Radio Frequency Identification is another new trend hitting the retail world, and widespread adoption is expected in the next 3-5 years. Inventory is tagged, and can be tracked at any point from warehouse to the storefront. Because locations are tracked in real time, RFID offers retailers unparalleled supply chain accuracy. The completeness of incoming shipments can be quickly assessed, rather than relying on random inspections. Other benefits include prevention of vendor fraud, administrative errors, and employee theft.
Nokia City Lens
Nokia’s City Lens (currently in beta) uses your smartphone camera and augmented reality technology to recognize your location and superimpose relevant information right on your screen. Wave your phone, and City Lens will identify nearby landmarks, restaurants, and shops near you. Imagine – customers wave their phone at your store front, and you are able to see your hours of operation, special sales, reviews, etc. It will provide unparalleled visibility to potential customers. When this takes hold, this could be a boon to retailers, or a bane for those unprepared.
Will these technologies impact the retail industry? What other technologies will be of use to consumers and retailers alike?
When I was ten years old, I opened my first savings account. Well, my mother opened it for me, but I got to go to the bank with her and the teller told me what to do if I wanted to put money in my account on my own. She gave me a little book that was filled with blank pages, and she explained that every time I put money in my account someone would write the information down so I would have a running tally of deposits, and I would be able to use that information to find out how much money I had in my bank account. I’m pretty sure I still have that passbook somewhere. I might keep it to show my grandchildren how I used to do my banking back in the old days. Can you believe that we actually wrote it all down? On paper!
In the last twenty years, we’ve gone from manual entry on a passbook to computer updates on the passbook to the ATM card that gives you twenty-four/seven access to any bank from any store. I can’t even remember the last time I used an ATM to get money, now that I can go to the grocery store and get a litre of milk and take cash from my account at the same time. But did you really think that technology would stop there?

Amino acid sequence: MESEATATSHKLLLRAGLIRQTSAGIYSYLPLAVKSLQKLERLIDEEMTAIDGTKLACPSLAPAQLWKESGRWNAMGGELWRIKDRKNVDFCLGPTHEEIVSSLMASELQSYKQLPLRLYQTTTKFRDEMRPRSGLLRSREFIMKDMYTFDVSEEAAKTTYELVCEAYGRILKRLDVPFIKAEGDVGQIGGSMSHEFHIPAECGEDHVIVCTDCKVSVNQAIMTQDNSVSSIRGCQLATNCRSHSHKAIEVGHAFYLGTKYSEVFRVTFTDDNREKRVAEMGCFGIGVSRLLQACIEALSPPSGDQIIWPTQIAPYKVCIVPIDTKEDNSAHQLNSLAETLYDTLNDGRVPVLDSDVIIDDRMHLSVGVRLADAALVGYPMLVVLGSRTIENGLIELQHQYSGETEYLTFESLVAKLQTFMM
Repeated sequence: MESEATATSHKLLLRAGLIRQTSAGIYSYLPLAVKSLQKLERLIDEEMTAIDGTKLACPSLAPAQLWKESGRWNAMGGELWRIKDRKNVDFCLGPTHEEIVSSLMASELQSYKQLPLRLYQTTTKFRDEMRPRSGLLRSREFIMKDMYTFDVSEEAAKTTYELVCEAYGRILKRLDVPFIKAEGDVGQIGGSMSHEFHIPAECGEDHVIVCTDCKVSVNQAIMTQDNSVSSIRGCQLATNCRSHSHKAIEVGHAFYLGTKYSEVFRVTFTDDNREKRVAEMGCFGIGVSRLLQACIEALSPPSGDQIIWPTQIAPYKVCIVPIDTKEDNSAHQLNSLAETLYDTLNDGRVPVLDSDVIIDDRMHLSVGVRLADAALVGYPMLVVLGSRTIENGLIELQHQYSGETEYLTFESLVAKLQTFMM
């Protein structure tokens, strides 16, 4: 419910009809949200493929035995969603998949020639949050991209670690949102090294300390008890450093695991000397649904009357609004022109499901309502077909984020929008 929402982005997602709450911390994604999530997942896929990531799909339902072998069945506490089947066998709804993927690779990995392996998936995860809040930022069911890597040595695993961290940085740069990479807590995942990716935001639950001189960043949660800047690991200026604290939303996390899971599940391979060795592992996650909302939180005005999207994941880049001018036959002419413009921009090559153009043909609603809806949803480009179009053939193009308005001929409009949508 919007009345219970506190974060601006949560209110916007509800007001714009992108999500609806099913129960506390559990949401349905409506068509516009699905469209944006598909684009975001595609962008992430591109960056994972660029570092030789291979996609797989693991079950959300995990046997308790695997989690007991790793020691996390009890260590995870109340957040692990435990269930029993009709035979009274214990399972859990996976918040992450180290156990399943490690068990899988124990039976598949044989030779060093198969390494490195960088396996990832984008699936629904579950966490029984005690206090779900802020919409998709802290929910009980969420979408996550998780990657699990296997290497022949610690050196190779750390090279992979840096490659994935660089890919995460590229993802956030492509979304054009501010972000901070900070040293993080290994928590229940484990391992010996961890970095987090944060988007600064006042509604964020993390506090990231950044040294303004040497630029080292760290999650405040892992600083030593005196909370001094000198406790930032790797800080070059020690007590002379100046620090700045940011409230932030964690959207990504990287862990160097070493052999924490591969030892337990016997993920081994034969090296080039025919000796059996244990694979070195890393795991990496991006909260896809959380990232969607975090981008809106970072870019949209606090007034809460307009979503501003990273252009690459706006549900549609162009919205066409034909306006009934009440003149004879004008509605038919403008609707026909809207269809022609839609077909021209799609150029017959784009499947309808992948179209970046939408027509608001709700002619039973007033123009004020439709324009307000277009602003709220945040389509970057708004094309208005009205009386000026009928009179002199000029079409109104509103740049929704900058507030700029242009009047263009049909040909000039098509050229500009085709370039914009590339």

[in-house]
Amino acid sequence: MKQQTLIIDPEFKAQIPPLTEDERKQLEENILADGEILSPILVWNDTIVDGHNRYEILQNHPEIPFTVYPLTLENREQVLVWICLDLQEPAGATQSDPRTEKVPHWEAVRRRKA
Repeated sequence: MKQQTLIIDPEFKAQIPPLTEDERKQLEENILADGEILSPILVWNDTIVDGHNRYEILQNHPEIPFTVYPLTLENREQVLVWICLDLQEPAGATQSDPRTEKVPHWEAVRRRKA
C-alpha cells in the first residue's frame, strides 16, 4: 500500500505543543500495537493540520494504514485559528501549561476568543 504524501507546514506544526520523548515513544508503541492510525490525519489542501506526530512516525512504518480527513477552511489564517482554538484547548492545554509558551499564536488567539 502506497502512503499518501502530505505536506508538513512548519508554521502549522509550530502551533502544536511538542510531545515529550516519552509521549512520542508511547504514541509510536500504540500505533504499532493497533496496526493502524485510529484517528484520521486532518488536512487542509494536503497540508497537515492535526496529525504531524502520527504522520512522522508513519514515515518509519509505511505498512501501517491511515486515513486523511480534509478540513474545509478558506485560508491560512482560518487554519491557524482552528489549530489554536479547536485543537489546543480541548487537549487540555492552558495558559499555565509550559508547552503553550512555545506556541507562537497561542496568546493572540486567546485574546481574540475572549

Say hello to the EnStream Mobile Wallet Project.
EnStream is a joint mobile commerce venture between some of the biggest cellular carriers in Canada. For the last couple of years, EnStream has been looking at different ways to make banking more convenient for cellphone users, primarily through apps and online banking. Now EnStream is in talks with Canada’s big banks to take the next step and make your ATM card completely obsolete. The Mobile Wallet would allow the telecom companies to embed credit and debit card information on your SIM Card – that ridiculously small piece of plastic that locks into your phone and works as the key to your personal life. Currently, where your SIM card goes, your phone information follows. Soon, your banking info will tie in as well. There are signs that the project could even be taken a step further. Think of how thin your wallet will become when your driver’s license, ATM card, and credit cards have all been replaced by your Smartphone.
Of course, as with everything in life, there is a catch. And this catch could prove to be quite inconvenient. If I go to a restaurant tonight and misplace my Blackberry, it’s a major pain in the you-know-where and I have to go looking for the phone and then call the cellular carrier and get a new phone number and buy a new phone. If I go to a restaurant five years from now and misplace my Blackberry, my entire life is now up for grabs to whoever picks up the phone. And we’re not talking about them being able to read my emails to my mum. We’re talking about identity theft made quick and convenient.